She was ready to stake her claim again as a dominant player – first in the league, and then the world during the Summer Olympics in Tokyo, which she had been eyeing for years.

Ogwumike’s season began as expected. In the first four games, she averaged 18 points and 7.8 rebounds. But on June 1, she fell awkwardly during the fourth quarter in a game against the Dallas Wings and suffered a Grade 2 left knee sprain. It sidelined Ogwumike for 14 games – the longest absence in her career.

Later that month, Ogwumike was dealt a second blow when USA Basketball announced its 12-player roster for the Tokyo Games. Ogwumike had seemingly done everything possible to prove she had earned a spot in Tokyo in the years leading up to the Olympic announcement. She had gone to every team camp, participated in every tournament, won a World Cup in 2018 and was named the MVP of the Olympic qualifying tournament less than a year before. But when USA Basketball announced its Tokyo roster, Ogwumike was not listed.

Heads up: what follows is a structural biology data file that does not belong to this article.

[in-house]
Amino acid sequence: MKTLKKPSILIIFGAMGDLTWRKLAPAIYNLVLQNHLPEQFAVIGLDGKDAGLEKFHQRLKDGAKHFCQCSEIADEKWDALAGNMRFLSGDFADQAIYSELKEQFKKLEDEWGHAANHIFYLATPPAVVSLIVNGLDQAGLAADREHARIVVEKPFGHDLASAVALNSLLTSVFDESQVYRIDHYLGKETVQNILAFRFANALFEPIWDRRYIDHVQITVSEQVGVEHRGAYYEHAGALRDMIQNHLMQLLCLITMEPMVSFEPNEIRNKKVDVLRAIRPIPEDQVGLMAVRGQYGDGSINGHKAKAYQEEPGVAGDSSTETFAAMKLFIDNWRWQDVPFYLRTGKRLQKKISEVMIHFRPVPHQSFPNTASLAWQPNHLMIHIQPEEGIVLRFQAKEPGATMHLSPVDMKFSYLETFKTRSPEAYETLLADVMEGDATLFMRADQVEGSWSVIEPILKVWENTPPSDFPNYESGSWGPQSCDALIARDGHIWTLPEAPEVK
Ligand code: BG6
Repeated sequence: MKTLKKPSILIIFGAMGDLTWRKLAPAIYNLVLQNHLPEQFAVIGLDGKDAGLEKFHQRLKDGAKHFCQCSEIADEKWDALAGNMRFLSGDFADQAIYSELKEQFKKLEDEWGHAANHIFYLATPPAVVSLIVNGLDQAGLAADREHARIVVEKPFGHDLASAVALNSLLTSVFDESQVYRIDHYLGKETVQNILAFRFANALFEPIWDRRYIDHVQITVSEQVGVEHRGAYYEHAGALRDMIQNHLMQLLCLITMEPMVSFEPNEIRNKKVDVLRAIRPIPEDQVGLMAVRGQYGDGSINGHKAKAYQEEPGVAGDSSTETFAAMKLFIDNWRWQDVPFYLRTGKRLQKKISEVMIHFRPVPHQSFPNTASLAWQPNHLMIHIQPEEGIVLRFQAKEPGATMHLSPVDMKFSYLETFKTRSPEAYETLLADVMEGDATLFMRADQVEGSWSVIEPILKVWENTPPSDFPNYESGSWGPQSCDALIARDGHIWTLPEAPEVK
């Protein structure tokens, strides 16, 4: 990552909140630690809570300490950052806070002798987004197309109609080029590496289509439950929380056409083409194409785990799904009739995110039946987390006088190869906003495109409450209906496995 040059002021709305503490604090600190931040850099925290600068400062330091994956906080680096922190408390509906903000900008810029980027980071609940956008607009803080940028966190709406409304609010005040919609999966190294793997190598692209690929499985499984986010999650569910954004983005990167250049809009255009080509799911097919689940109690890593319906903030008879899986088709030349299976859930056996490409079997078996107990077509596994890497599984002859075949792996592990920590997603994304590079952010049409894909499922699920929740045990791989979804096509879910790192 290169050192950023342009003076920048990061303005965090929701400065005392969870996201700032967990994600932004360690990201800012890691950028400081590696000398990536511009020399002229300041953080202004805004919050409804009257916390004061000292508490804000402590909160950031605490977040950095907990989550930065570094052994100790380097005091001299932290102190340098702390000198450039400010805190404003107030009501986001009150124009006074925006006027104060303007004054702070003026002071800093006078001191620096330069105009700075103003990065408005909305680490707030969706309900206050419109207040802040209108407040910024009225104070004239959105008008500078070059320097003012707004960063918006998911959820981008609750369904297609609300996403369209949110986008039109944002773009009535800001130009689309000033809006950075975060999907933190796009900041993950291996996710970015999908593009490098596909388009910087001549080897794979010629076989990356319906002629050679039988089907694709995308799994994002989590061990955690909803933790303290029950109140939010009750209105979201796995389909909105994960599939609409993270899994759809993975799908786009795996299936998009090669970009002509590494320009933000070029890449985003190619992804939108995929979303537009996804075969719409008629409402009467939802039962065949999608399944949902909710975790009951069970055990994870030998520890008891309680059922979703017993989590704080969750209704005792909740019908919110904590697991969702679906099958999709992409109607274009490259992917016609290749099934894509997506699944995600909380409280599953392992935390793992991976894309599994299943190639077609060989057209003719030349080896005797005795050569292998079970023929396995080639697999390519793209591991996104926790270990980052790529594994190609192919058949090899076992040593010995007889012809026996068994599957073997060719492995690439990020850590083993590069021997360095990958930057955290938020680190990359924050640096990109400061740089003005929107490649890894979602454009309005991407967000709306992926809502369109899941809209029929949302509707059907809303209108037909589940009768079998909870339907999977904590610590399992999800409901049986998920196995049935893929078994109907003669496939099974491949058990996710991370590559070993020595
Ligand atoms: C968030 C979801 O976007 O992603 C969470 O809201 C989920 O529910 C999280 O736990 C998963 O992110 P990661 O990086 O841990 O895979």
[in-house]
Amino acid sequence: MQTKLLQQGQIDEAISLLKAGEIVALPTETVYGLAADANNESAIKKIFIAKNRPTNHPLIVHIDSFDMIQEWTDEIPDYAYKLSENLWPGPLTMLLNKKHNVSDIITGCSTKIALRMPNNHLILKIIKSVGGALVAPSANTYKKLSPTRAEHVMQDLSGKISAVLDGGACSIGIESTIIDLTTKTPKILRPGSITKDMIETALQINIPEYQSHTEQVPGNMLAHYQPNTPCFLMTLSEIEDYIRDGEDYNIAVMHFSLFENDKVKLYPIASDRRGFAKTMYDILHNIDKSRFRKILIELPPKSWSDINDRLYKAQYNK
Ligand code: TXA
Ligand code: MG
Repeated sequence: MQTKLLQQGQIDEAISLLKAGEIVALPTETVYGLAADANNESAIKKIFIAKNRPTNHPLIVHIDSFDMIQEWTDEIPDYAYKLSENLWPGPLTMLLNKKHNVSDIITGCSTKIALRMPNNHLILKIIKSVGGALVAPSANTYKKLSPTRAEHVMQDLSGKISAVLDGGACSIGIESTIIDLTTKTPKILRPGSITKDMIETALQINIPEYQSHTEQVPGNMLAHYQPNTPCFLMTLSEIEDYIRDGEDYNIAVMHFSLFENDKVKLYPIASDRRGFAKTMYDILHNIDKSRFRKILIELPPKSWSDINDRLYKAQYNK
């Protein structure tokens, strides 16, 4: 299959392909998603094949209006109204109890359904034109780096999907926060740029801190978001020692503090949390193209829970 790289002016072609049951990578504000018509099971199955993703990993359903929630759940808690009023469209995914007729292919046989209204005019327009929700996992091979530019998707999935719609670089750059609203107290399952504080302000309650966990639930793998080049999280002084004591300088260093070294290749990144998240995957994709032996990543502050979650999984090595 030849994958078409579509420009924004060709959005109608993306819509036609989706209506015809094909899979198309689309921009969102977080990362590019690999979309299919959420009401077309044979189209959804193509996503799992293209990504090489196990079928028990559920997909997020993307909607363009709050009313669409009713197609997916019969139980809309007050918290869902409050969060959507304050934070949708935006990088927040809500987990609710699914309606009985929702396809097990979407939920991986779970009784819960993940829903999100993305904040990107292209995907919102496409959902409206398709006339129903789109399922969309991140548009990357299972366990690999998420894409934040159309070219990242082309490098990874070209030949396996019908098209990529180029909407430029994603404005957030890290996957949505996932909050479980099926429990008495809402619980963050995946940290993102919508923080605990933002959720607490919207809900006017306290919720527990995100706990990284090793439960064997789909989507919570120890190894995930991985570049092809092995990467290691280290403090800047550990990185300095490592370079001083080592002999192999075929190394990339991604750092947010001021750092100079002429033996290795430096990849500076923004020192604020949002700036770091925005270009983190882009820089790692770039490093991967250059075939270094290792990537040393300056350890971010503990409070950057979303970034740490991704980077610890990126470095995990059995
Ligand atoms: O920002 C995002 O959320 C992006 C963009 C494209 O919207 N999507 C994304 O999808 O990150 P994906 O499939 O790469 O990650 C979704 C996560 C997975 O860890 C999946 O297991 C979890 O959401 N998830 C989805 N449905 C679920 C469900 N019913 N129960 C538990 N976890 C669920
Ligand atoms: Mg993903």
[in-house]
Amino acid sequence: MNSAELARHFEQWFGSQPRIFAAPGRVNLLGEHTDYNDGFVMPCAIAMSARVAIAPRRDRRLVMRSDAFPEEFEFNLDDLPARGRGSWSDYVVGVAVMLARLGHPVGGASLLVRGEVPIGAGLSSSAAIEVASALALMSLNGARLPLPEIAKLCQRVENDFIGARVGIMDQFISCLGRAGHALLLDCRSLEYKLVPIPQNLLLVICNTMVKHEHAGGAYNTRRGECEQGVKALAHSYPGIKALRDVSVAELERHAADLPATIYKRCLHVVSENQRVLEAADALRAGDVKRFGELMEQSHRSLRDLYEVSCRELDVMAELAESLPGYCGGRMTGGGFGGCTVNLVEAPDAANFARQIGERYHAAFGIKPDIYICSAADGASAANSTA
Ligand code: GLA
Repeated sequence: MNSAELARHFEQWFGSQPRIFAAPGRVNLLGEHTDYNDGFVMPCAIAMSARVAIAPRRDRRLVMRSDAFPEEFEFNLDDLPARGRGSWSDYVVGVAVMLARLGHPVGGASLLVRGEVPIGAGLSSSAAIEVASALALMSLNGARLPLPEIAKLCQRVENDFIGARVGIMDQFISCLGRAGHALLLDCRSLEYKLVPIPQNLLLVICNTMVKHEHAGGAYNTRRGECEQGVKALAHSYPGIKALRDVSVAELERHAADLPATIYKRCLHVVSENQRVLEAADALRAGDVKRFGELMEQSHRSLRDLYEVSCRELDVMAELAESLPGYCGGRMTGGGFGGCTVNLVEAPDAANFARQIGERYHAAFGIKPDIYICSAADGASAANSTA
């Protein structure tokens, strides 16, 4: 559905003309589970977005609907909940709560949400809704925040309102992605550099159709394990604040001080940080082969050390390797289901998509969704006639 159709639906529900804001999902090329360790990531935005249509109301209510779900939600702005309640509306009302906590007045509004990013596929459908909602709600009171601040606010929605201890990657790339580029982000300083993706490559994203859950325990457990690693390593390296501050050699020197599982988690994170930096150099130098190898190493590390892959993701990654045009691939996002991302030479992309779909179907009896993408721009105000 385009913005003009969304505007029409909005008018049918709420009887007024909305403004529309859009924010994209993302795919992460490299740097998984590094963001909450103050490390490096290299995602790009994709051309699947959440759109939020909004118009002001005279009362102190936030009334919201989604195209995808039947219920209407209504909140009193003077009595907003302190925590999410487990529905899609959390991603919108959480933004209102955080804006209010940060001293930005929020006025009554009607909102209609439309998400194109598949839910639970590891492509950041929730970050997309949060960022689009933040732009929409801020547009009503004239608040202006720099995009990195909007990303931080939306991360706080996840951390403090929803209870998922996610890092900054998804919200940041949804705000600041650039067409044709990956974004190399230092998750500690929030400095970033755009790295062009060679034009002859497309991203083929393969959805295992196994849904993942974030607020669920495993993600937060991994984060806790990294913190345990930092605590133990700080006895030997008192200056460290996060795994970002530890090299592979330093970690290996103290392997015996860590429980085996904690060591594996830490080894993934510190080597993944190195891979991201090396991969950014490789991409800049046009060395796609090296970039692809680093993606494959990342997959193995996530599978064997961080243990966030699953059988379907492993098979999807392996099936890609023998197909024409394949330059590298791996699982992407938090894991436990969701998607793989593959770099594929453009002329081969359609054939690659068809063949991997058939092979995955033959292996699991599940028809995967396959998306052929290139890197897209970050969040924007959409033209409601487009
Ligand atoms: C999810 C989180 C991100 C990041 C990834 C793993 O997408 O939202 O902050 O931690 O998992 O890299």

Ogwumike’s injury appears to have played a role in USA Basketball’s decision, though, according to ESPN’s Ramona Shelburne. Ogwumike had called then-U.S. women’s national team director Carol Callan after suffering her injury and told her that she would be ready by the time the Summer Olympics rolled around. Sparks athletic trainer Courtney Watson had been in communication with USA Basketball regarding Ogwumike’s timeline, which hadn’t changed. Phoenix Mercury guard Diana Taurasi, who at the time was also recovering from an injury, made the final roster.

Ogwumike wouldn’t give up on her Olympic dream, however. Along with her sister Chiney and Washington Mystics forward Elizabeth Williams, she petitioned to compete for the Nigerian national team. FIBA denied Ogwumike’s petition, citing her long-standing involvement with USA Basketball.

Nneka Ogwumike said that after not making the cut for the U.S. Olympic basketball team, she felt “unvaluable or unworthy” for weeks.

Meg Oliphant/Getty Images